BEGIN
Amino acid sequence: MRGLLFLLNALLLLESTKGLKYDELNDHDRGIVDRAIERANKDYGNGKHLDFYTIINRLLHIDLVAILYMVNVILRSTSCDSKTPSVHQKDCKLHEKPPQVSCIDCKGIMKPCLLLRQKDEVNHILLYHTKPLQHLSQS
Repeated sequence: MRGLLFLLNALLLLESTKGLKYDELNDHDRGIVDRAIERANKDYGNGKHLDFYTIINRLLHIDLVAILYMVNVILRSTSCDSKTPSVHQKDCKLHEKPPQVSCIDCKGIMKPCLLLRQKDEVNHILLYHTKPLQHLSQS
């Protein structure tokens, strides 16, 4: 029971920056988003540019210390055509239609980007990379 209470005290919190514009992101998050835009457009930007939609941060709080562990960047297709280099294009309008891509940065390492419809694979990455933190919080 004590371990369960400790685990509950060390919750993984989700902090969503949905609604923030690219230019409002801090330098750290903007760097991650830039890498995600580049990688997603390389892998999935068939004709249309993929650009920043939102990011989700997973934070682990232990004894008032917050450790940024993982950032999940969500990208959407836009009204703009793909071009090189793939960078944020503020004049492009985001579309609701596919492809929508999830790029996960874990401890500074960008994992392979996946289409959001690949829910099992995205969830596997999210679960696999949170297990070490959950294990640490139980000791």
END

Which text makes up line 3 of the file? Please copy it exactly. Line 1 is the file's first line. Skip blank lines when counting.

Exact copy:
């Protein structure tokens, strides 16, 4: 029971920056988003540019210390055509239609980007990379 209470005290919190514009992101998050835009457009930007939609941060709080562990960047297709280099294009309008891509940065390492419809694979990455933190919080 004590371990369960400790685990509950060390919750993984989700902090969503949905609604923030690219230019409002801090330098750290903007760097991650830039890498995600580049990688997603390389892998999935068939004709249309993929650009920043939102990011989700997973934070682990232990004894008032917050450790940024993982950032999940969500990208959407836009009204703009793909071009090189793939960078944020503020004049492009985001579309609701596919492809929508999830790029996960874990401890500074960008994992392979996946289409959001690949829910099992995205969830596997999210679960696999949170297990070490959950294990640490139980000791």